Evangelizing through the Catholic Arts

Stealing Jenny – Book Review

Stealing JennyStealing Jenny, by Ellen Gable, is an interesting read about a wife and mother, named Jenny Callahan, who is nine-months pregnant with her sixth child. Just before Jenny’s due date, Denise Kramer, an unstable woman desperate to have her own baby, kidnaps Jenny. In this riveting, and page-turning novel, we see the Ontario police’s perseverance to find Jenny. We also learn about faith, courage, love and forgiveness. This book exhibits much virtue.

Jenny Callahan, a loving wife to Tom Callahan, is a stay-at-home mom. One sunny afternoon, she goes to meet her children at the bus stop. However, before the bus arrives, Jenny disappears, leaving her young son tethered to the bus stop sign. From there the pursuit begins Continue reading

Charlotte’s Honor – Book Review

Charlotte's HonorCharlotte’s Honor, by Ellen Gable, a sequel to Julia’s Gifts, is set in wartime Europe during the summer of 1918. Here, we find Charlotte Zielinski, working as a nurse at a field hospital in France. In Julia’s Gifts, Charlotte was a supporting character. Here in Charlotte’s Honor, we see Charlotte, with her hopes and dreams, take center stage along with the reality of war. The days are long, and the work is hard, but Charlotte finds solace tending to the dying, as each takes their last breaths. Someone needs to be by their sides, as no one should die alone.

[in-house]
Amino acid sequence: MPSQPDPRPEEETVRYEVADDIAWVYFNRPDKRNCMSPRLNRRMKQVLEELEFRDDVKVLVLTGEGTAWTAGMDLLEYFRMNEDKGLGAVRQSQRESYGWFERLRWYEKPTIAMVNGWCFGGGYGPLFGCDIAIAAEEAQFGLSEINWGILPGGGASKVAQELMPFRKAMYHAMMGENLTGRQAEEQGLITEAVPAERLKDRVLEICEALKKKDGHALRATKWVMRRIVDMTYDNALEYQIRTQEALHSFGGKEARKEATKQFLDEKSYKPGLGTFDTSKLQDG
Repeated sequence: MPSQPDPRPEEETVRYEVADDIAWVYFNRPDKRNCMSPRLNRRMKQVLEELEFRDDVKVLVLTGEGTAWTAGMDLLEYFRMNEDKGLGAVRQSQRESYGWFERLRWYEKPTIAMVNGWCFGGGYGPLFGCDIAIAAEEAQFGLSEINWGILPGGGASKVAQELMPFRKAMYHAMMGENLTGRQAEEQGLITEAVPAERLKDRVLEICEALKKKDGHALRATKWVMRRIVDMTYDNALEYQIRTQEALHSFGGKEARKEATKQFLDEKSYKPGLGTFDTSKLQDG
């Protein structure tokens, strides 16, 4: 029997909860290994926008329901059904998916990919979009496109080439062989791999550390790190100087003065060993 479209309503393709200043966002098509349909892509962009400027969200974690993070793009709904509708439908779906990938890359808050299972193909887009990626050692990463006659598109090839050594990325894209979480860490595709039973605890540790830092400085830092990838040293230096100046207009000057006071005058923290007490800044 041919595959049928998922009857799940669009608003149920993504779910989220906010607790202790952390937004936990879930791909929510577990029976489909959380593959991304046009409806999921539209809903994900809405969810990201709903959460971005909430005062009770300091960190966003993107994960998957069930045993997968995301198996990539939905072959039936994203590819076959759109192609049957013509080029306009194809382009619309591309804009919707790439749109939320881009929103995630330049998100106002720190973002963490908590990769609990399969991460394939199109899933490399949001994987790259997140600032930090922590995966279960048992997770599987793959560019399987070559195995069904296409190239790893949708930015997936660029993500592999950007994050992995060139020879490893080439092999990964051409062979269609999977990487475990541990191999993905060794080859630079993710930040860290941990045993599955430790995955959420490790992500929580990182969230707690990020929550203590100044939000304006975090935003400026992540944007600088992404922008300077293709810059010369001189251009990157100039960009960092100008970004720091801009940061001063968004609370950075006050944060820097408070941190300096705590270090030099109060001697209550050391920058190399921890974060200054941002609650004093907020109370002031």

As Charlotte tends to the dying, she meets young Dr. Paul Kilgallen. She’s smitten with him, Continue reading

Emily’s Hope, by Ellen Gable – Book Review

Ellen GableIn Emily’s Hope, by Ellen Gable, Gable gives us a glimpse into the two mindsets of the abortion/pro-life movements. In this fictional tale, Gable introduces us to Katherine Clayman, circa early 20th century, when women did not have the right to an abortion, let alone the right to vote. We learn of the illegality of ending a pregnancy and the lengths women would go to do just that.  Kathryn is a proponent of ending unwanted pregnancies and she doesn’t believe in God. Her philosophy was, “we live our lives, then we die and that’s the end of us.” (p.304).

Contrast that thought with that of Emily Greer, Katherine’s Great-Granddaughter, who believes in the sanctity of Continue reading